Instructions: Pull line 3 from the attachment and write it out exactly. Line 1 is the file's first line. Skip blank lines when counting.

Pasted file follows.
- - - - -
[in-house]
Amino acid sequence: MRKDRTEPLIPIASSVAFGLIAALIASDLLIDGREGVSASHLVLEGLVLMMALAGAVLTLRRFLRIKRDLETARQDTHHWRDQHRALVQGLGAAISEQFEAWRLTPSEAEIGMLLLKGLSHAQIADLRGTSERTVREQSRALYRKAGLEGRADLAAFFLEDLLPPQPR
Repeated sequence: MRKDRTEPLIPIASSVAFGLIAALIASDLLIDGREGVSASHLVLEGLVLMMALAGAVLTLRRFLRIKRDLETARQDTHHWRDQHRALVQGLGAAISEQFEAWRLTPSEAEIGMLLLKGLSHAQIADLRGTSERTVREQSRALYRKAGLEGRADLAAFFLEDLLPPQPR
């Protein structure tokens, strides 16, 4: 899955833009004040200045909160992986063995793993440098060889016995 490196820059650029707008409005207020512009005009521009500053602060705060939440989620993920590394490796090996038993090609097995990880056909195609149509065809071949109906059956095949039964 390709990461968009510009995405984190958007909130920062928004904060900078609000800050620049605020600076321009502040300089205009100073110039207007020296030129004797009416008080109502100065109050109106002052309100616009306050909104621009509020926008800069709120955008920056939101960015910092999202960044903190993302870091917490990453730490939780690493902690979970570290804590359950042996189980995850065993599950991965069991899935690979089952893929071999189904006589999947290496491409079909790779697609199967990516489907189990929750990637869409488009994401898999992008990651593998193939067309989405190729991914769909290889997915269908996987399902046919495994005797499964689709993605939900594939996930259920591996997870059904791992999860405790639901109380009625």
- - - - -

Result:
Repeated sequence: MRKDRTEPLIPIASSVAFGLIAALIASDLLIDGREGVSASHLVLEGLVLMMALAGAVLTLRRFLRIKRDLETARQDTHHWRDQHRALVQGLGAAISEQFEAWRLTPSEAEIGMLLLKGLSHAQIADLRGTSERTVREQSRALYRKAGLEGRADLAAFFLEDLLPPQPR